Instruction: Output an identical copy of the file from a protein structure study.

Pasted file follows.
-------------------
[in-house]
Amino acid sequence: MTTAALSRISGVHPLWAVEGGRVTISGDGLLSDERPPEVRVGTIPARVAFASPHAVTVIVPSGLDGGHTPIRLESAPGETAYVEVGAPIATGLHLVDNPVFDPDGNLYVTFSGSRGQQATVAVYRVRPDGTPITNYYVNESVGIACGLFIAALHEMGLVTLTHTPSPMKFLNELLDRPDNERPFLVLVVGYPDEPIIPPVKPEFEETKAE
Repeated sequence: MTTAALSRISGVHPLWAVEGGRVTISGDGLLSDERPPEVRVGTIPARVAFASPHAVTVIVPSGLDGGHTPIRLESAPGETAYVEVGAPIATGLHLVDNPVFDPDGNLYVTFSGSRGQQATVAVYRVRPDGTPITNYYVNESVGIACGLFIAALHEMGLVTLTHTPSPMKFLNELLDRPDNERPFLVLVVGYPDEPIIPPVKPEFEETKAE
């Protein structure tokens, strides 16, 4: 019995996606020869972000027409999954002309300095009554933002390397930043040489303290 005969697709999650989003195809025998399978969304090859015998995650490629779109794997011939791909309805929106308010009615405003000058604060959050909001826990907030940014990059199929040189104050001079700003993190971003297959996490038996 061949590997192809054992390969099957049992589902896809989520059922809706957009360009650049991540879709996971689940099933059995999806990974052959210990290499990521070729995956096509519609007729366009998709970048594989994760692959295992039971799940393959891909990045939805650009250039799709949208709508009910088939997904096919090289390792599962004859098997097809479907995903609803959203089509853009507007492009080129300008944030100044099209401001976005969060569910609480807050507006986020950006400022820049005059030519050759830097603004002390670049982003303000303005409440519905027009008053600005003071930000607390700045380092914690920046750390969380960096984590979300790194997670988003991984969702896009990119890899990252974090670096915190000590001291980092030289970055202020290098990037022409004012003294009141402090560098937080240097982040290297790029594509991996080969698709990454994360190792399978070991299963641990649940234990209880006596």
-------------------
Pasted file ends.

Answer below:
[in-house]
Amino acid sequence: MTTAALSRISGVHPLWAVEGGRVTISGDGLLSDERPPEVRVGTIPARVAFASPHAVTVIVPSGLDGGHTPIRLESAPGETAYVEVGAPIATGLHLVDNPVFDPDGNLYVTFSGSRGQQATVAVYRVRPDGTPITNYYVNESVGIACGLFIAALHEMGLVTLTHTPSPMKFLNELLDRPDNERPFLVLVVGYPDEPIIPPVKPEFEETKAE
Repeated sequence: MTTAALSRISGVHPLWAVEGGRVTISGDGLLSDERPPEVRVGTIPARVAFASPHAVTVIVPSGLDGGHTPIRLESAPGETAYVEVGAPIATGLHLVDNPVFDPDGNLYVTFSGSRGQQATVAVYRVRPDGTPITNYYVNESVGIACGLFIAALHEMGLVTLTHTPSPMKFLNELLDRPDNERPFLVLVVGYPDEPIIPPVKPEFEETKAE
């Protein structure tokens, strides 16, 4: 019995996606020869972000027409999954002309300095009554933002390397930043040489303290 005969697709999650989003195809025998399978969304090859015998995650490629779109794997011939791909309805929106308010009615405003000058604060959050909001826990907030940014990059199929040189104050001079700003993190971003297959996490038996 061949590997192809054992390969099957049992589902896809989520059922809706957009360009650049991540879709996971689940099933059995999806990974052959210990290499990521070729995956096509519609007729366009998709970048594989994760692959295992039971799940393959891909990045939805650009250039799709949208709508009910088939997904096919090289390792599962004859098997097809479907995903609803959203089509853009507007492009080129300008944030100044099209401001976005969060569910609480807050507006986020950006400022820049005059030519050759830097603004002390670049982003303000303005409440519905027009008053600005003071930000607390700045380092914690920046750390969380960096984590979300790194997670988003991984969702896009990119890899990252974090670096915190000590001291980092030289970055202020290098990037022409004012003294009141402090560098937080240097982040290297790029594509991996080969698709990454994360190792399978070991299963641990649940234990209880006596």